The oral contraceptive pill

The oral contraceptive pill (OCP) is that little hormone pill you take every day that stops you getting pregnant and/or helps to manage hormone fluctuations that can cause bad premenstrual syndrome (PMS), acne, or other conditions such as endometriosis. It contains progestin and various forms of oestrogen. This is the combined oral contraceptive pill (COCP). It comes in a packet with the days of the week on it, so you can remember what day you are up to.

The OCP has a 7-day sugar pill dose per 21 hormone pills (for a 28-day cycle), which contains no hormones and causes what’s known as ‘breakthrough bleeding’. This is meant to look and feel like a period, but it is not a real period because you haven’t ovulated (and the hormone cascade doesn’t exist that causes ovulation and your period), but instead a false ‘period’ occurs to make a woman think she has had a period, and feel more comfortable and ‘normal’.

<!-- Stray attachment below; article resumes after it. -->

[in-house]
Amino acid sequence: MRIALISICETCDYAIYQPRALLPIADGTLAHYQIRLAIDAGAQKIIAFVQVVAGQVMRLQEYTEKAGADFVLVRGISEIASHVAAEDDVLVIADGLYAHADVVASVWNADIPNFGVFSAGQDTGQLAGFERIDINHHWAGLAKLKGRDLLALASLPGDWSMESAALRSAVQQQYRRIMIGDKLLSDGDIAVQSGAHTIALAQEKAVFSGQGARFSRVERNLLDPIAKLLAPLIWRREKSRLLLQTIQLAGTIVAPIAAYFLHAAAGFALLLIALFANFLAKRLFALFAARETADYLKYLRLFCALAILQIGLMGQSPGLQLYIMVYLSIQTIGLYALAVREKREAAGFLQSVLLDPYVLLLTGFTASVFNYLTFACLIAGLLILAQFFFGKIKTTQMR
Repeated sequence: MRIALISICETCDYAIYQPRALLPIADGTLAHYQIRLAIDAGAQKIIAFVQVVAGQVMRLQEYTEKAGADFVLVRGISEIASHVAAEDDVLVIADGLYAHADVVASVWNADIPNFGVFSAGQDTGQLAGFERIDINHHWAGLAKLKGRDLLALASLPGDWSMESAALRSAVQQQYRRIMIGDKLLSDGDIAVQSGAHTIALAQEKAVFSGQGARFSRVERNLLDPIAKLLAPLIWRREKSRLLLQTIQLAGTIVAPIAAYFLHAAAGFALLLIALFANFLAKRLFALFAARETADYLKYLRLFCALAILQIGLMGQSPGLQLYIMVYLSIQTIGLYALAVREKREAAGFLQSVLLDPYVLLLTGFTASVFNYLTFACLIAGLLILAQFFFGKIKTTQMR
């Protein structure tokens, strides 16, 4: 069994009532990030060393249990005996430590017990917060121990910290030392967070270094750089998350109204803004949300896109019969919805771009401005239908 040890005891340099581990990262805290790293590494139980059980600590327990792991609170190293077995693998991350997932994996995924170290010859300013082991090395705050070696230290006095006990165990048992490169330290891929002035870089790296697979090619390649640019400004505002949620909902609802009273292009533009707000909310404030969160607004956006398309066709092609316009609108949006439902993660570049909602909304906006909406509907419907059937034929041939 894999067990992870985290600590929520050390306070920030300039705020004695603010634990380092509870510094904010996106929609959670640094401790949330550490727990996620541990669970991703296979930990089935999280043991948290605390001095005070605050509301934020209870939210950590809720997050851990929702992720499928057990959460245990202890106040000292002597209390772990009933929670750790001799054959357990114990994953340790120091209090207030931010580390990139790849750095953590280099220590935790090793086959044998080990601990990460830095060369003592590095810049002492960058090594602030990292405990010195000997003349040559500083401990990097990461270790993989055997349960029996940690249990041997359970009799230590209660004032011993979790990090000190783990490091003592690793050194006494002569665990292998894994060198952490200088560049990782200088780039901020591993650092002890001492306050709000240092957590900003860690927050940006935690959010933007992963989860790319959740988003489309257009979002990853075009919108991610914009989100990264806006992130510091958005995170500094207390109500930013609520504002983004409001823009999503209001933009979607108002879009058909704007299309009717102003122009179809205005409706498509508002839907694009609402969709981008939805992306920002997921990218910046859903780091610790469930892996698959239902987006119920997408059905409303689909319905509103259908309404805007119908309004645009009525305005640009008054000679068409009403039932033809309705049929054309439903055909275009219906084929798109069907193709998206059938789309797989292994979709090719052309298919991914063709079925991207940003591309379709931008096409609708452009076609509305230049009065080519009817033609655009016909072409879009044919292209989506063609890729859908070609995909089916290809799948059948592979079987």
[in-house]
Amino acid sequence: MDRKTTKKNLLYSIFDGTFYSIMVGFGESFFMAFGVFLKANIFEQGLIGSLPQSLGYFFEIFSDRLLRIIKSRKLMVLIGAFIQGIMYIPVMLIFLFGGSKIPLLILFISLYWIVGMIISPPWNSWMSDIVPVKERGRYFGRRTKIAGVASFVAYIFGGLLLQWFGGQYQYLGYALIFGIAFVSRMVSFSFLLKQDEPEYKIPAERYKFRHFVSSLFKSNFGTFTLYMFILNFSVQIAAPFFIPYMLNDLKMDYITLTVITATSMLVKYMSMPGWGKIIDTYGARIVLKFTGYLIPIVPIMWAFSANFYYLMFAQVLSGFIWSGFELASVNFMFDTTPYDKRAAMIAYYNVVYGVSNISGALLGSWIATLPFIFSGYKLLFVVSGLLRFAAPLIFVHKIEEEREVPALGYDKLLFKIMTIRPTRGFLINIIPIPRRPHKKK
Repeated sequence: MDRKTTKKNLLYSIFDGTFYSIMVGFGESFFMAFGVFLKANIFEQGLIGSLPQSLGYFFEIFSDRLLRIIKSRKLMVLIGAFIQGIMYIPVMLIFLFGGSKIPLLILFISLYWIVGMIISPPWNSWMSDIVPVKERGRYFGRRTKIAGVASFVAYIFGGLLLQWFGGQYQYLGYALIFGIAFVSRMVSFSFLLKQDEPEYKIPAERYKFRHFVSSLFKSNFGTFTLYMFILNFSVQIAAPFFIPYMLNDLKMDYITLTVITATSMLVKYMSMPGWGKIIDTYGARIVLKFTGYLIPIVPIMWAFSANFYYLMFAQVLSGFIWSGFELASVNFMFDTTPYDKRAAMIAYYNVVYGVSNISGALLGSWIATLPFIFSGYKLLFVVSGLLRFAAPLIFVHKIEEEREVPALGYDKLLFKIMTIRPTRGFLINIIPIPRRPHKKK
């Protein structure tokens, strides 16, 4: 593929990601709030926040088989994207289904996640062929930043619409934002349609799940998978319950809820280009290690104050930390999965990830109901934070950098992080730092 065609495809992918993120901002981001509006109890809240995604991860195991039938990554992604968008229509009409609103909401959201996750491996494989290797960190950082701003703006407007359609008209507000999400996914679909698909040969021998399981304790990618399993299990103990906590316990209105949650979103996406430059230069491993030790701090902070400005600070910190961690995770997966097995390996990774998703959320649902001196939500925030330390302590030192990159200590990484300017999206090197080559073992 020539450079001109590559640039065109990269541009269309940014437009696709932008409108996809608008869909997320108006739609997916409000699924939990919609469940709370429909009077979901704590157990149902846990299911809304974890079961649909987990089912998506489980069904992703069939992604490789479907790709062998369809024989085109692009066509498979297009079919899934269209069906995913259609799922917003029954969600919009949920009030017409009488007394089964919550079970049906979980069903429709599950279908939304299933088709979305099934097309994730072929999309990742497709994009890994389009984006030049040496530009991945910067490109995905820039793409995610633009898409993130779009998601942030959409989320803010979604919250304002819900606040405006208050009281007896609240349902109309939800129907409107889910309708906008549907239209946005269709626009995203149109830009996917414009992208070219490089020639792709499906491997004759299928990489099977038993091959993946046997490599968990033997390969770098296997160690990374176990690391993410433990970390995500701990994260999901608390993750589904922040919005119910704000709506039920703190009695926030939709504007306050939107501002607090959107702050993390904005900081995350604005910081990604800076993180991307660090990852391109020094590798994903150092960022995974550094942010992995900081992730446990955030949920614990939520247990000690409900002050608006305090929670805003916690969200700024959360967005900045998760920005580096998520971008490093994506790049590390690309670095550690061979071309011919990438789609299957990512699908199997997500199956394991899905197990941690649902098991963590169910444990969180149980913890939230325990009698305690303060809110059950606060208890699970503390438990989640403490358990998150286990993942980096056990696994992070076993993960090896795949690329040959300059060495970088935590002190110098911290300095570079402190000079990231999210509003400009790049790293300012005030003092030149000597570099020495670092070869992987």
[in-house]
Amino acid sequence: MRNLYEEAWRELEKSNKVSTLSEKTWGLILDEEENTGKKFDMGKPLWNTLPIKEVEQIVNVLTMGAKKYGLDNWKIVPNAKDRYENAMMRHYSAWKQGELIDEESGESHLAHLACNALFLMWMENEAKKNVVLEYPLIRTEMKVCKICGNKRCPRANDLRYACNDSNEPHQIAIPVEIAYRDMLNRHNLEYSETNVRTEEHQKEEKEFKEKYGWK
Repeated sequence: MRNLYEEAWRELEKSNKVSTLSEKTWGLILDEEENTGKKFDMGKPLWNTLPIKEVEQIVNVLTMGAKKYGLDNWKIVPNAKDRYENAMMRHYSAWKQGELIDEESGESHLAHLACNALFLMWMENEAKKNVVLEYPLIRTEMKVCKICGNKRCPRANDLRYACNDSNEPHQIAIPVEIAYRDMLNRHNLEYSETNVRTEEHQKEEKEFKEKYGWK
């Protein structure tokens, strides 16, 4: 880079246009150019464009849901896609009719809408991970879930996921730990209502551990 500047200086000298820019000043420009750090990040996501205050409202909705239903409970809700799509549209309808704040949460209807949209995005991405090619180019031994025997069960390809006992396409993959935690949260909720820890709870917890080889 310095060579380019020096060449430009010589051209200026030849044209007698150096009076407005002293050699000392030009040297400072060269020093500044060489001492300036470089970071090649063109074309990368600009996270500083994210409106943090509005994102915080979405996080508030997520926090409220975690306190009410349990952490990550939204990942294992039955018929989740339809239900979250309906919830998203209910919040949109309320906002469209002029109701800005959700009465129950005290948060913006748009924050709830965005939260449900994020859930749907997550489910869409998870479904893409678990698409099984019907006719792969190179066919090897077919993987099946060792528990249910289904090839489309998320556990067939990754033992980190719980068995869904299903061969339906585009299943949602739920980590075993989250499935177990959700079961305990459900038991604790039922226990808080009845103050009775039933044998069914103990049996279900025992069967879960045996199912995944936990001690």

It is up for debate as to what is safer – to have a period or not have a period – but it is believed that you can run several pill packets together without harm, though you may get breakthrough bleeding after one or two cycles which can be really inconvenient.

The hormones are all very slightly molecularly different from each other (to allow patents). This is why if one doesn’t work for you, another one might.

     The pill and your sex drive (remember that old thing?)

Ironically, the pill is famous for causing women to lose their sex drives. It is also famous for numbing, blanking and generally causing a woman to become a slight shadow of her former self. (A non-pregnant shadow.)

     The pill and gut bacteria

The pill kills your good bacteria in the gut on contact, which then decreases the amount of friendly microbes you have to fight off other germs in your gut and vagina.